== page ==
For years, the scientists at the German GEO600 experimental facility have been baffled by an inexplicable “noise”. The GEO600 experiment is home to a detector that stretches for 600 metres which is supposed to detect gravitational waves – ripples in space-time thrown off by super-dense astronomical objects such as black holes and neutron stars. Since the birth of this experiment, none of these gravitational waves have been detected, instead, they may have made the most important discovery in physics for the past 50 years.
Craig Hogan, a physicist at the Fermilab particle physics lab in Batavia, approached the GEO600 team-members who had been completely baffled by this weird “noise”. He proposed that the “noise” they were detecting is the fundamental limit of space-time – the point where space-time stops behaving like the smooth continuum Einstein described and instead dissolves into “grains”, similar to zooming into a newspaper’s photograph to reveal the dots it is made up of.
“If the GEO600 result is what I suspect it is, then we are all living in a giant cosmic hologram” says Hogan. If this sounds completely insane to you, read on.
The holograms you’ll find on your credit card are in fact images etched on two-dimensional plastic films. When the light bounces off these films, it creates the appearance of a 3D image. 2 physicists, Leonard Susskind and Nobel prizewinner Gerard ‘t Hooft, in the late 90’s suggested that the same principle might apply to the universe as a whole. We may all be holographic projections of physical processes that take place on a distant 2D surface! It’s difficult to comprehend that you may be reading this because of something happening on the boundary of the universe. Theorists have good reasons to believe that many aspects of this amazing theory are true, such as work done by Stephen Hawking and Jacob Bekenstein.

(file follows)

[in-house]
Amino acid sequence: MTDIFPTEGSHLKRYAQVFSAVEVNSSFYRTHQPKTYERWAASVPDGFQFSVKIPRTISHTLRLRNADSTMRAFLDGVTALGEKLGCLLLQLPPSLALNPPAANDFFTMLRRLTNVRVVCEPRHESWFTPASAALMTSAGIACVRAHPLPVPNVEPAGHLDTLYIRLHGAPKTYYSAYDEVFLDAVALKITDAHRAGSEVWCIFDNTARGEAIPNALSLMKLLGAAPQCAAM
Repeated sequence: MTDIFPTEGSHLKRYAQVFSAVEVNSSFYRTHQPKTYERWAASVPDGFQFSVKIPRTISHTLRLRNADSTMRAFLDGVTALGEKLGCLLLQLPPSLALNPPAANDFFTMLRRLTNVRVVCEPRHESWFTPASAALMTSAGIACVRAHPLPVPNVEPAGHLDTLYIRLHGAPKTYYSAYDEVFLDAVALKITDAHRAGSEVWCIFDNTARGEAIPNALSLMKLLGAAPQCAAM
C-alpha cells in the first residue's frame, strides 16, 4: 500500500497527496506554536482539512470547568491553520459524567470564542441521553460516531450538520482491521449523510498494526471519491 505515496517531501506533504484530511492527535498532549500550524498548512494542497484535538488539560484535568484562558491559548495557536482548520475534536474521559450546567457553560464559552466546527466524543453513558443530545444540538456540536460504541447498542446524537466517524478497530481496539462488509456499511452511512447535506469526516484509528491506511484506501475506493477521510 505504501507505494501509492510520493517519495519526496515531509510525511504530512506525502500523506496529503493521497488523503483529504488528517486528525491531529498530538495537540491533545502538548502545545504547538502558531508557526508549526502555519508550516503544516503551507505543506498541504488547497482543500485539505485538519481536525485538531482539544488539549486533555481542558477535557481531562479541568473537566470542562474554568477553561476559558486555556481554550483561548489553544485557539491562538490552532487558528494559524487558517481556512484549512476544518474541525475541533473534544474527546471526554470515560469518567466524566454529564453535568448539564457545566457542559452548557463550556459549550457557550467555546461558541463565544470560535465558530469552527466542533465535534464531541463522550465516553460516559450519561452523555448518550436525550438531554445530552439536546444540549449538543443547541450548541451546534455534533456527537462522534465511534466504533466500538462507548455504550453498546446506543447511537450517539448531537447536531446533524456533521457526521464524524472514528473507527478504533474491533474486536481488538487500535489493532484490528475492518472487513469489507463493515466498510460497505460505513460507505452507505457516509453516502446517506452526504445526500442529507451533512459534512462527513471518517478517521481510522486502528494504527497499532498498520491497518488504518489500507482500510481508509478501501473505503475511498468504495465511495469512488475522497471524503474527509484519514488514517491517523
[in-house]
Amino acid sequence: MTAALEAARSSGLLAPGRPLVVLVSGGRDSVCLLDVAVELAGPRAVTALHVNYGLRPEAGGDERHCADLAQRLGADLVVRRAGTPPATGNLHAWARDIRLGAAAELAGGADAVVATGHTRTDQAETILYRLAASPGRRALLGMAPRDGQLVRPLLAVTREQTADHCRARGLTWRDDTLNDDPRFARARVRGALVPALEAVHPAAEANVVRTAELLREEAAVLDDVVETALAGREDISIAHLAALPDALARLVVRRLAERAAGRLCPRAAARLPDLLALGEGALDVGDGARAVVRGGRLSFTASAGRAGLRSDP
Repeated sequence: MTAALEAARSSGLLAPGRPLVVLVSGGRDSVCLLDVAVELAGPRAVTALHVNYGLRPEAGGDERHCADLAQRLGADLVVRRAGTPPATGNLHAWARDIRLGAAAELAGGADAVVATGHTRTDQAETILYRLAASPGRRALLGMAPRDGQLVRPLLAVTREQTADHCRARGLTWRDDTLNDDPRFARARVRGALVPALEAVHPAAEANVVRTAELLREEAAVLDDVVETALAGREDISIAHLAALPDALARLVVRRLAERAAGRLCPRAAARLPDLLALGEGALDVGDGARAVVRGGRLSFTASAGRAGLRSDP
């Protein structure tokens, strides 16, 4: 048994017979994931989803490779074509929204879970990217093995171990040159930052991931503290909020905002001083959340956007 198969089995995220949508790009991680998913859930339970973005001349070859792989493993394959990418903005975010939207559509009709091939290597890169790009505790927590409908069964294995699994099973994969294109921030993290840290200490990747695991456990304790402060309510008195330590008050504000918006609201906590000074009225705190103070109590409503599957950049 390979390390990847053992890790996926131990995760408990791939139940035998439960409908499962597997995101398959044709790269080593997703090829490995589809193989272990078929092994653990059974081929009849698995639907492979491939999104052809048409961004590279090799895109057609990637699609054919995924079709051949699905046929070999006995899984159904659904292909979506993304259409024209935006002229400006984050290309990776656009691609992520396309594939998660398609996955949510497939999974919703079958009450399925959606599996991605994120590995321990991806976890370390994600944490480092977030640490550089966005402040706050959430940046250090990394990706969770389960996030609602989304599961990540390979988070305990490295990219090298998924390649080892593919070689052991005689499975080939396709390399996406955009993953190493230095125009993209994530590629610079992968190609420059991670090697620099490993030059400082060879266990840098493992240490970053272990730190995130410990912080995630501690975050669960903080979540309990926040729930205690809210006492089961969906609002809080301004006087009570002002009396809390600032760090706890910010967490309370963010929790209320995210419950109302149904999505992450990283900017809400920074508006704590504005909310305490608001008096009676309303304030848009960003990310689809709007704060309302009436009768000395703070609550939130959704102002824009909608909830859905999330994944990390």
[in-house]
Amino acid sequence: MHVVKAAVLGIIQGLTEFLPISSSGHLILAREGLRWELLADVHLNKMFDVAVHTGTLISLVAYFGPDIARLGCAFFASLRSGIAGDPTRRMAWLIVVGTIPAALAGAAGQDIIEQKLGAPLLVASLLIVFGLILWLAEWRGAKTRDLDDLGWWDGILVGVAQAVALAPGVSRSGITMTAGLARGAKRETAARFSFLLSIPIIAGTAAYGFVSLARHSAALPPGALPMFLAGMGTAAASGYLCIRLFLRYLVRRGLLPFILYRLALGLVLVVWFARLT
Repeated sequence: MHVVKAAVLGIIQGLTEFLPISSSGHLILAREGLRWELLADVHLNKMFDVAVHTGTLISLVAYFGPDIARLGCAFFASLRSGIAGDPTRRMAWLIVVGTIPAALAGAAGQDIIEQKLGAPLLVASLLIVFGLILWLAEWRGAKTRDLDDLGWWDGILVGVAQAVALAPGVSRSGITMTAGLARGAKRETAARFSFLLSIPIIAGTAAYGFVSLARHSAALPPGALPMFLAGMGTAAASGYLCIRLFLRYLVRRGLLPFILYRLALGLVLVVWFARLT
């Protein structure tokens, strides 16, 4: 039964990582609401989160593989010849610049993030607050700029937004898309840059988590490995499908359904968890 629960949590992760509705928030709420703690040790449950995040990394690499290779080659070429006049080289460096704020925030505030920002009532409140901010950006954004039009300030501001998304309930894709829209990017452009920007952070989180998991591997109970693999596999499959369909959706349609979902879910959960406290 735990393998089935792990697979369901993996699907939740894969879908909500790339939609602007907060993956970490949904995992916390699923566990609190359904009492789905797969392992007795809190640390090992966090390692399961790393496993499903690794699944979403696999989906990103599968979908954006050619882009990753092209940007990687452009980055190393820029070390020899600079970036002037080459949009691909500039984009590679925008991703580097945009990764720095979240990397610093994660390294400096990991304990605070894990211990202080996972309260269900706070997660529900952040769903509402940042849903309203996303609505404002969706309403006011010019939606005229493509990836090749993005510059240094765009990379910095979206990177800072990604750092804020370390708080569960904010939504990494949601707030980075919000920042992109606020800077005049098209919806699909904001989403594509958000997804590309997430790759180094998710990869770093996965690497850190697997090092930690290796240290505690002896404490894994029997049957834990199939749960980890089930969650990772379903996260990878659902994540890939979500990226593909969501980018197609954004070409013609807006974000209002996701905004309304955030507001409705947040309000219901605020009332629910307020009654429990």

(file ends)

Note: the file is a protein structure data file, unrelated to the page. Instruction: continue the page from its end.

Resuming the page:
Even though this sounds far fetched, the fact that we may have discovered the very essence of the universe is mind blowing enough! This will bring us one step closer to understanding where space-time “comes from” or potentially use this information to develop new technological advances. As I have always believed, anything is possible and that’s only possible by taking one step at a time. I’m very excited to see what they do with this new information and I’ll be watching closely for follow-up events. I’ll keep you posted.